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  • Michele Curatolo

Learning about chronic pain can reduce pain


Explaining pain to patients can lead to reduction in pain and improvement in function

 
"My neck hurts all the time, I can hardly drive, work, and my sleep is bad. I am discouraged by the lack of solutions, feel helpless and sad."

These are very common statements of patients who are severely impacted by their pain. While sometimes the root cause is identified and treated, or pain resolves because of a healing process, many individuals do not find a solution. In such situations, one underrated and frequently neglected way to improve is "pain neuroscience education".


What is pain neuroscience education?

Pain neuroscience education includes educational programs that aim to improve the patient's understanding of how pain is generated, elaborated and perceived, and the associations between pain, physical and psychosocial functioning. This intervention helps patients to build insight into factors that influence awareness of and attention to pain, which may lead to improved self-management of symptoms.


How is pain neuroscience education delivered?

It is delivered by educational sessions, either on an individual face-to-face basis or as group sessions, possibly supplemented by online tools. The trainer explains aspects of the pain experience that are not commonly known by patients but are crucial to understand the suffering and impairments associated with pain.

One notion is that pain is caused not only by a damaged tissue, such as an arthritic knee joint or shoulder. Rather, it is the result of multiple processes that happen also at nerves, the spinal cord, and the brain. Read here about amplification of pain signals at different sites of the nervous system, leading to strong pain with minimal injuries at the site of pain.

In the brain, areas responsible for pain perception are connected with brain areas that process emotions, sleep, and other functions that are disrupted in patients with chronic pain; these areas communicate bi-directionally. While it is commonly believed that physical inactivity, mood or sleep disorders are obvious consequences of the pain, it has been demonstrated that the opposite is also true: namely that inactivity, insomnia and depression can enhance pain. This explains why treatment of sleep disorder, psychological distress and physical disability may promote pain reduction, as you can read here.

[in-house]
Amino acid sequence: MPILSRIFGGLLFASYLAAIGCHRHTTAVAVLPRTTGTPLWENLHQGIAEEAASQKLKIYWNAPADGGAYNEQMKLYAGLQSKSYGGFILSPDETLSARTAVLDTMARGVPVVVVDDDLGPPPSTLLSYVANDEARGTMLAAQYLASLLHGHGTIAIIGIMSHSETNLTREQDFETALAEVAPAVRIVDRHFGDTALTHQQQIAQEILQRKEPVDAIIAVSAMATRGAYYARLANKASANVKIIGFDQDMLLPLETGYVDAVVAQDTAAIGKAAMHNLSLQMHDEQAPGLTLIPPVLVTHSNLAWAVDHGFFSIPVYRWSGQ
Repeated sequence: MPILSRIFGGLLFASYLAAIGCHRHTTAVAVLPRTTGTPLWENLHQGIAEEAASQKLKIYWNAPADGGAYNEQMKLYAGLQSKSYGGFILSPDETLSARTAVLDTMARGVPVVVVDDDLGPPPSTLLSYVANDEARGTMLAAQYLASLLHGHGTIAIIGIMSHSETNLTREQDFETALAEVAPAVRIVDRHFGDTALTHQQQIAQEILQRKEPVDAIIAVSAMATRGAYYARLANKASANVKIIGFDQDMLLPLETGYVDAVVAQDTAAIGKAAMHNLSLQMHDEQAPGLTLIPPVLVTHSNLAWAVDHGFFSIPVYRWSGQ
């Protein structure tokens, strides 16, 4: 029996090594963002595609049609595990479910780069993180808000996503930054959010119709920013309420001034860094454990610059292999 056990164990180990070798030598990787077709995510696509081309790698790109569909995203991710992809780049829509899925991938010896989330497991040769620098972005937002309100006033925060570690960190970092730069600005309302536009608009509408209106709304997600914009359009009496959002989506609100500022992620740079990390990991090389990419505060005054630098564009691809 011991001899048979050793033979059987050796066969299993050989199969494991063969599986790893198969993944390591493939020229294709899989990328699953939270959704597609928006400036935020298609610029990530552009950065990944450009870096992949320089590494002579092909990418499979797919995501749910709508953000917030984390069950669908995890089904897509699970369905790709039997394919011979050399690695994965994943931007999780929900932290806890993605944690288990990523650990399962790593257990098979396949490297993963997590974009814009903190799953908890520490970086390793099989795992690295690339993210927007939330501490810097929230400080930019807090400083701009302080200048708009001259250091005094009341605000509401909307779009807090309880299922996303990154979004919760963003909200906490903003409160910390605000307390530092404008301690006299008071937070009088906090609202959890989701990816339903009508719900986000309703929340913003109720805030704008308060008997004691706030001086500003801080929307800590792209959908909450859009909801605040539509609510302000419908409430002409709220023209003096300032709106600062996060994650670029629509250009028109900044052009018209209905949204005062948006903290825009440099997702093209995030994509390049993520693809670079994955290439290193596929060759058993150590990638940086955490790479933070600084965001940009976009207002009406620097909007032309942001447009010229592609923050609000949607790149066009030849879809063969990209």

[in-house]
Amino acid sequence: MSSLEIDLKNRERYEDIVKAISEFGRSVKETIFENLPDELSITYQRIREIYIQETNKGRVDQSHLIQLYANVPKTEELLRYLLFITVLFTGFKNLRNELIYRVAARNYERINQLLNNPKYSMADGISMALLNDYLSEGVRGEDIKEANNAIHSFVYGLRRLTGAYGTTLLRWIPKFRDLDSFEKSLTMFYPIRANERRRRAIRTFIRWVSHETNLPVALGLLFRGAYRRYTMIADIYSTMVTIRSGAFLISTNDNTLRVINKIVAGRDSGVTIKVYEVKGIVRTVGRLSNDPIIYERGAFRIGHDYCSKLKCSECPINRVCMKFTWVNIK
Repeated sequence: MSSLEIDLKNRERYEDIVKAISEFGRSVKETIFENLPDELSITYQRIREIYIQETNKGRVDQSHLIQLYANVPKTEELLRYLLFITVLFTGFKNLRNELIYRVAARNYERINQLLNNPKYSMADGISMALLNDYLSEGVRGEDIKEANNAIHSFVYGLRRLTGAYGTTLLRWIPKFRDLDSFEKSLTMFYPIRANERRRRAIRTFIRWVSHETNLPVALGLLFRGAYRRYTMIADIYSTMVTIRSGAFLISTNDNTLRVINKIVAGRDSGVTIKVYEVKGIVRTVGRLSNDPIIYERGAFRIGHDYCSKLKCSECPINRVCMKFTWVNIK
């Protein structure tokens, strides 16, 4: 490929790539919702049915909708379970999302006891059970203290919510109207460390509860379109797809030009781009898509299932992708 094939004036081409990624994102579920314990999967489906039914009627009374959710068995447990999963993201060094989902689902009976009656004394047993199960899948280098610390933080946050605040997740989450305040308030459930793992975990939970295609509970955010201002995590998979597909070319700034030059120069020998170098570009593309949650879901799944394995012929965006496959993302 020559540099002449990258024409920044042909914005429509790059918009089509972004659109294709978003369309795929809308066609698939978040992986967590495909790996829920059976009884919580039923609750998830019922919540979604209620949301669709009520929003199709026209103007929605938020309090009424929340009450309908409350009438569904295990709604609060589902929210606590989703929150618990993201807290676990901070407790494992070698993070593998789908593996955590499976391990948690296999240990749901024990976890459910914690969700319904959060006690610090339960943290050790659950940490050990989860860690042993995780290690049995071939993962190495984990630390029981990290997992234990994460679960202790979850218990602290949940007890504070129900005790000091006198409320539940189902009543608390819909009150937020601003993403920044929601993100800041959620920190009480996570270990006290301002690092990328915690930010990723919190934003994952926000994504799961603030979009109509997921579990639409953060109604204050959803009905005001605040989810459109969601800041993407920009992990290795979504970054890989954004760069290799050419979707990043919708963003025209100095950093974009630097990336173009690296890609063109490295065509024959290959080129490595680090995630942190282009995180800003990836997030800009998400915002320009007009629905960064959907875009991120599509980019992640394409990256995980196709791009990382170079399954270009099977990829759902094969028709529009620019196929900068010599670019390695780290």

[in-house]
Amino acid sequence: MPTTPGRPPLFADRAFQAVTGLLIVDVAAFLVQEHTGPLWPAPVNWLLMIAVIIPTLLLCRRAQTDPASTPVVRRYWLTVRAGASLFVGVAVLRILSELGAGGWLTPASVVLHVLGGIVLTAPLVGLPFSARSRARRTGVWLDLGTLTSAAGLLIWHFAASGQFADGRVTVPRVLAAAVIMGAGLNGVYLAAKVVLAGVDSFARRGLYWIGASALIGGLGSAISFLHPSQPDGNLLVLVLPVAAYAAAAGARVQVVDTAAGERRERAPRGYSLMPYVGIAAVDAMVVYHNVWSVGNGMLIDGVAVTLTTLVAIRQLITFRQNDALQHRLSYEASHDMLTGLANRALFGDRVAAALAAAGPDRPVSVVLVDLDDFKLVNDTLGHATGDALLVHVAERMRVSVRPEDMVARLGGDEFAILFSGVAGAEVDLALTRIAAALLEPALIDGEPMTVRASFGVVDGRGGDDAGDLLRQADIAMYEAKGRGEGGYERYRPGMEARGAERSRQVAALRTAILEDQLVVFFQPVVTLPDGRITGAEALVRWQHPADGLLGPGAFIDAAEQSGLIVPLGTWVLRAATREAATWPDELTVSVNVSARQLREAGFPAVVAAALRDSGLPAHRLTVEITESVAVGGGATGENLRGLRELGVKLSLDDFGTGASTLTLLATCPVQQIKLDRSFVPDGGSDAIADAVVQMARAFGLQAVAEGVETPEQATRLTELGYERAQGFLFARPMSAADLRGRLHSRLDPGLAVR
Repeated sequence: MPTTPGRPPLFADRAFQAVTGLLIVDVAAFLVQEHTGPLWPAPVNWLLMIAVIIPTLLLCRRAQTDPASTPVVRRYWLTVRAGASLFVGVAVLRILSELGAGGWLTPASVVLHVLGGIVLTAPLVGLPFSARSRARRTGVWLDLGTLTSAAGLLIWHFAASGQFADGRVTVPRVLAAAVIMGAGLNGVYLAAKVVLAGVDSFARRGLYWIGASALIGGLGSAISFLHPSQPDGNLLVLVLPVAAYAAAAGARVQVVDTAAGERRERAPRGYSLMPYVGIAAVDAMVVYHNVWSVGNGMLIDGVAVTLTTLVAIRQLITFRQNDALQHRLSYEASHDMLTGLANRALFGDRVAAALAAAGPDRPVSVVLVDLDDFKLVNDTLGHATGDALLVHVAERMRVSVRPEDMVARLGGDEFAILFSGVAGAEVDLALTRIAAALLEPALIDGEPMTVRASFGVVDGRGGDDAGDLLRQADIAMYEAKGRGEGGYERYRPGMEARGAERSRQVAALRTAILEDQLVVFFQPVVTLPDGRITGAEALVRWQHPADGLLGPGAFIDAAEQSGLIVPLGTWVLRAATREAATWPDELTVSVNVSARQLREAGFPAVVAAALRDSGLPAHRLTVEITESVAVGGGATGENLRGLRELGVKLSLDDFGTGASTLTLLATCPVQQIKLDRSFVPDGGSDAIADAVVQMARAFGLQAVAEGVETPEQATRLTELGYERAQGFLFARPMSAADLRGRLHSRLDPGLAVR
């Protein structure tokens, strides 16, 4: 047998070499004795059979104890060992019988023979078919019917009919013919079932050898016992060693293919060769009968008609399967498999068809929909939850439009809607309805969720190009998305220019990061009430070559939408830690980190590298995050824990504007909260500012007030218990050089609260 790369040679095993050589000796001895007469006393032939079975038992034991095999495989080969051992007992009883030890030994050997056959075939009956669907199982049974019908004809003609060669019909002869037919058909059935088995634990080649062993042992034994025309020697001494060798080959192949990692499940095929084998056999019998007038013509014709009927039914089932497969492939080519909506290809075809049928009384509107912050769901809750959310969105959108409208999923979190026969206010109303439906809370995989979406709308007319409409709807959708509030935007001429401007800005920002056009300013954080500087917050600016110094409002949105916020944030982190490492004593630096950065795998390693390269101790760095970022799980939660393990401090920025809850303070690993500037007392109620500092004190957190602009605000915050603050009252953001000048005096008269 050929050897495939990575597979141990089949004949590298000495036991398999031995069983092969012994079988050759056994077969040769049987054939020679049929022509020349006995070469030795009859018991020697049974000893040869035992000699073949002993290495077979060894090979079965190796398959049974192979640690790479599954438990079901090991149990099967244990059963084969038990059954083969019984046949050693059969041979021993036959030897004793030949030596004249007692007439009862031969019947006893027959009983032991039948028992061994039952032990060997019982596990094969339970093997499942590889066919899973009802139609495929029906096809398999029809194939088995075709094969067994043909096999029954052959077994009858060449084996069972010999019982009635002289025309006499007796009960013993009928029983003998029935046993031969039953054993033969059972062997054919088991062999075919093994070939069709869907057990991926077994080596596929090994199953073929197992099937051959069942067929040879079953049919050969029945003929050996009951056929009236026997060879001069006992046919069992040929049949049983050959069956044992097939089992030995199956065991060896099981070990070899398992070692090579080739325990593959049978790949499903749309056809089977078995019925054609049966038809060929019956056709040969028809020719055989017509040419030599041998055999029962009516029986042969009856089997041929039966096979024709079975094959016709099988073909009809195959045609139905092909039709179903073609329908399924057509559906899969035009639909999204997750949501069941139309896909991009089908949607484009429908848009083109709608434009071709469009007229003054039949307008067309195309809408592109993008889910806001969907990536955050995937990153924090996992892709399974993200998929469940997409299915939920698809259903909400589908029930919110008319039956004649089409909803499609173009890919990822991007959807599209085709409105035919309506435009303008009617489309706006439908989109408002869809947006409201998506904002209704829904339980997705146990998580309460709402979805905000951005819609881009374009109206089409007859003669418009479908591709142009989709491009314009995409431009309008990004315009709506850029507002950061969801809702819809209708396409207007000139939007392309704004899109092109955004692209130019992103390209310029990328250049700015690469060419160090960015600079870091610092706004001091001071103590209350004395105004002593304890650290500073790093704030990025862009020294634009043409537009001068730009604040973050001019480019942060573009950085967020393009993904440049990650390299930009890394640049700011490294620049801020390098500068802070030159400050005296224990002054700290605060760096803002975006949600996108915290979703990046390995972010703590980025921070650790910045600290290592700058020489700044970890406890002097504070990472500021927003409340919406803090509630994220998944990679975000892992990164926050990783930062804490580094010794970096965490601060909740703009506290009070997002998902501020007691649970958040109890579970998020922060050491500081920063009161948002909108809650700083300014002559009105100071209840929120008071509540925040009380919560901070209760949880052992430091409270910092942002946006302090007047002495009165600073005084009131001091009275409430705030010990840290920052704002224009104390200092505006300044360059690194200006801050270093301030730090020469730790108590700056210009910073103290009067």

Pain neuroscience education involves many other topics, which I am not reviewing here.


Does pain neuroscience have demonstrated efficacy?

Yes, several studies have shown improvements. A good example is a recent systematic review on neck pain. The investigators have identified 7 studies that met quality criteria. Pooling the results of the studies showed that pain neuroscience education reduced pain and fear of movement ("kinesiophobia").

The latter is considered a substantial barrier to improve physical function in chronic pain. In acute pain, such as after a fracture, the pain with movement is a signal that tells the injured person not to move in order to protect themselves from worsening the injury. Conversely, physical activity is encouraged in chronic pain, as it is generally associated with better long-term outcome, even if it causes short-term pain. Therefore, reducing kinesiophobia with pain neuroscience education can lead to better physical functioning and, in the long-term, to less pain in some patients. Read here about physical therapy in chronic pain.


Summary

  • Pain neuroscience education is not enough considered in the treatment of chronic pain and can lead to improvements.

  • Ideally, patients are referred to health professionals familiar with pain neuroscience education.

  • If not available, any health professional that manages chronic pain can deliver education on the pathophysiology of pain.

  • Please find below online resources.


Online Resources

We recommend:


Books


Apps


Written in collaboration with Eric W. Wanzel and Kaitlin Touza

Center For Pain Relief, Department of Anesthesiology and Pain Medicine, University of Washington


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